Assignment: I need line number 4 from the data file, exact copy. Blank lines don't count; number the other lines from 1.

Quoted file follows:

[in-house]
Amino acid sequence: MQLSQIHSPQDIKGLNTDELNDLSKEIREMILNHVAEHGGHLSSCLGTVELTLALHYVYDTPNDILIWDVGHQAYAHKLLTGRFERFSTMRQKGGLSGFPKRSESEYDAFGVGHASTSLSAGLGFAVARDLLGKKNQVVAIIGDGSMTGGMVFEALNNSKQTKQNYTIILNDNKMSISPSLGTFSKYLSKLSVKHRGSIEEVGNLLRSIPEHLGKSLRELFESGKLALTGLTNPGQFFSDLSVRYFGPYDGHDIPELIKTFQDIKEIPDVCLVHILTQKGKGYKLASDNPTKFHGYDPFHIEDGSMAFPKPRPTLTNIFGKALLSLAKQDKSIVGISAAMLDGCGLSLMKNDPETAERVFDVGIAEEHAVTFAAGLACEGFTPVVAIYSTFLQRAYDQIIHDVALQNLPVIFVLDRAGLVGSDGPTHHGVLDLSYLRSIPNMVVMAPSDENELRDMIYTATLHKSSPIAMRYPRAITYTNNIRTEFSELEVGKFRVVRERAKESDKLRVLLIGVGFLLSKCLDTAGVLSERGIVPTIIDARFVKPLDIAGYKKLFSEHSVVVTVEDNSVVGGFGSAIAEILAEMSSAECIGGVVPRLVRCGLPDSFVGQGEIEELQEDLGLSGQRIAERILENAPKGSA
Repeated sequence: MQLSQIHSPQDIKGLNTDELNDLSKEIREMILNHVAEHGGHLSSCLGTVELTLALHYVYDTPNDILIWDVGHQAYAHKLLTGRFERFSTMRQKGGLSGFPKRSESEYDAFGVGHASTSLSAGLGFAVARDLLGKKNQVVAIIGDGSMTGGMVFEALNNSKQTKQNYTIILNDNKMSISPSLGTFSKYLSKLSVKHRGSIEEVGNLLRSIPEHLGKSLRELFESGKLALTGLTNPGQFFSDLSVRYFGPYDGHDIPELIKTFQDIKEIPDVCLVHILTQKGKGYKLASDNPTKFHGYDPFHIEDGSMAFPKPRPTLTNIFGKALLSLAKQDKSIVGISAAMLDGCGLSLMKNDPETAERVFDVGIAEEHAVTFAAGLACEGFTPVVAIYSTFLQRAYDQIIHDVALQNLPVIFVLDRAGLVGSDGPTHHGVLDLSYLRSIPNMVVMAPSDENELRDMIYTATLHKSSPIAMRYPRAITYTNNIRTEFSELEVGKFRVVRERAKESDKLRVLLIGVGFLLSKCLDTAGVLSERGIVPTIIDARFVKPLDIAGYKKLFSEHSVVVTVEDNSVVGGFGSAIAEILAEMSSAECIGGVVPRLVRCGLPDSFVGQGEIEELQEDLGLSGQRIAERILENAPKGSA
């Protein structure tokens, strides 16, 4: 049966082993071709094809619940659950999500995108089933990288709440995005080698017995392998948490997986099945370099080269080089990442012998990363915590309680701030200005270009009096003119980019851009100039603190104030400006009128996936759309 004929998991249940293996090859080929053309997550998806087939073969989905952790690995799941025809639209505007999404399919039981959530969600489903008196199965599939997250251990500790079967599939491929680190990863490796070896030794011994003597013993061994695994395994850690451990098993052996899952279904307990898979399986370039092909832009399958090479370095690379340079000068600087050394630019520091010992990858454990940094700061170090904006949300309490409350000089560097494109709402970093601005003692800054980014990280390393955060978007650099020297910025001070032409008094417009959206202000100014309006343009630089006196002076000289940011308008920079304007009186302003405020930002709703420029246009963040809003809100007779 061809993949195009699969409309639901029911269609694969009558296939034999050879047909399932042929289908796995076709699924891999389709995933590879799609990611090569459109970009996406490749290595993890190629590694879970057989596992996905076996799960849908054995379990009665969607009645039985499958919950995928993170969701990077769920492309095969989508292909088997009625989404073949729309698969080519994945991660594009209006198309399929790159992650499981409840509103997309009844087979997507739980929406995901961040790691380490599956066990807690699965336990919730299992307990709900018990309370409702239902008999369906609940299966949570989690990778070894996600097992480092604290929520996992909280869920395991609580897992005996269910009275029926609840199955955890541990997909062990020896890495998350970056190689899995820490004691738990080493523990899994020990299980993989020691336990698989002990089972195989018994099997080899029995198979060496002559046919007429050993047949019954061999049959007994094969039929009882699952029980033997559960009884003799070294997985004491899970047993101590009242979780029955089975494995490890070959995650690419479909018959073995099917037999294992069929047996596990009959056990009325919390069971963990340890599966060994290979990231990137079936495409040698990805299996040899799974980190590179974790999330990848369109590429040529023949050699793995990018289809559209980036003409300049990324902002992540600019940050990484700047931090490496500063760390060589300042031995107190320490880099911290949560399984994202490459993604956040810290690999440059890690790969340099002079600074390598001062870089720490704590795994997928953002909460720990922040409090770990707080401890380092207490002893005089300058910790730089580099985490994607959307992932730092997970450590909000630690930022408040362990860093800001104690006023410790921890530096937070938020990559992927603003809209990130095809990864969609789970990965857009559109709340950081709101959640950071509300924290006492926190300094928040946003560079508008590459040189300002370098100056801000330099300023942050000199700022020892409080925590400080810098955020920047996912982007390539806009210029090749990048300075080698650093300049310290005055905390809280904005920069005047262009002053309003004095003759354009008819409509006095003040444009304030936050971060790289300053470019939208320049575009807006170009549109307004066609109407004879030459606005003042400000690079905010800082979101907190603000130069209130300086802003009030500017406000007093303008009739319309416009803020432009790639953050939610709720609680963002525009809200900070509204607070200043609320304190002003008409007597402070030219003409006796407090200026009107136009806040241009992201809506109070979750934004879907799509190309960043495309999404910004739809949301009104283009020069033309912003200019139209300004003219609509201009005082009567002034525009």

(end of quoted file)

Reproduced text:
């Protein structure tokens, strides 16, 4: 049966082993071709094809619940659950999500995108089933990288709440995005080698017995392998948490997986099945370099080269080089990442012998990363915590309680701030200005270009009096003119980019851009100039603190104030400006009128996936759309 004929998991249940293996090859080929053309997550998806087939073969989905952790690995799941025809639209505007999404399919039981959530969600489903008196199965599939997250251990500790079967599939491929680190990863490796070896030794011994003597013993061994695994395994850690451990098993052996899952279904307990898979399986370039092909832009399958090479370095690379340079000068600087050394630019520091010992990858454990940094700061170090904006949300309490409350000089560097494109709402970093601005003692800054980014990280390393955060978007650099020297910025001070032409008094417009959206202000100014309006343009630089006196002076000289940011308008920079304007009186302003405020930002709703420029246009963040809003809100007779 061809993949195009699969409309639901029911269609694969009558296939034999050879047909399932042929289908796995076709699924891999389709995933590879799609990611090569459109970009996406490749290595993890190629590694879970057989596992996905076996799960849908054995379990009665969607009645039985499958919950995928993170969701990077769920492309095969989508292909088997009625989404073949729309698969080519994945991660594009209006198309399929790159992650499981409840509103997309009844087979997507739980929406995901961040790691380490599956066990807690699965336990919730299992307990709900018990309370409702239902008999369906609940299966949570989690990778070894996600097992480092604290929520996992909280869920395991609580897992005996269910009275029926609840199955955890541990997909062990020896890495998350970056190689899995820490004691738990080493523990899994020990299980993989020691336990698989002990089972195989018994099997080899029995198979060496002559046919007429050993047949019954061999049959007994094969039929009882699952029980033997559960009884003799070294997985004491899970047993101590009242979780029955089975494995490890070959995650690419479909018959073995099917037999294992069929047996596990009959056990009325919390069971963990340890599966060994290979990231990137079936495409040698990805299996040899799974980190590179974790999330990848369109590429040529023949050699793995990018289809559209980036003409300049990324902002992540600019940050990484700047931090490496500063760390060589300042031995107190320490880099911290949560399984994202490459993604956040810290690999440059890690790969340099002079600074390598001062870089720490704590795994997928953002909460720990922040409090770990707080401890380092207490002893005089300058910790730089580099985490994607959307992932730092997970450590909000630690930022408040362990860093800001104690006023410790921890530096937070938020990559992927603003809209990130095809990864969609789970990965857009559109709340950081709101959640950071509300924290006492926190300094928040946003560079508008590459040189300002370098100056801000330099300023942050000199700022020892409080925590400080810098955020920047996912982007390539806009210029090749990048300075080698650093300049310290005055905390809280904005920069005047262009002053309003004095003759354009008819409509006095003040444009304030936050971060790289300053470019939208320049575009807006170009549109307004066609109407004879030459606005003042400000690079905010800082979101907190603000130069209130300086802003009030500017406000007093303008009739319309416009803020432009790639953050939610709720609680963002525009809200900070509204607070200043609320304190002003008409007597402070030219003409006796407090200026009107136009806040241009992201809506109070979750934004879907799509190309960043495309999404910004739809949301009104283009020069033309912003200019139209300004003219609509201009005082009567002034525009």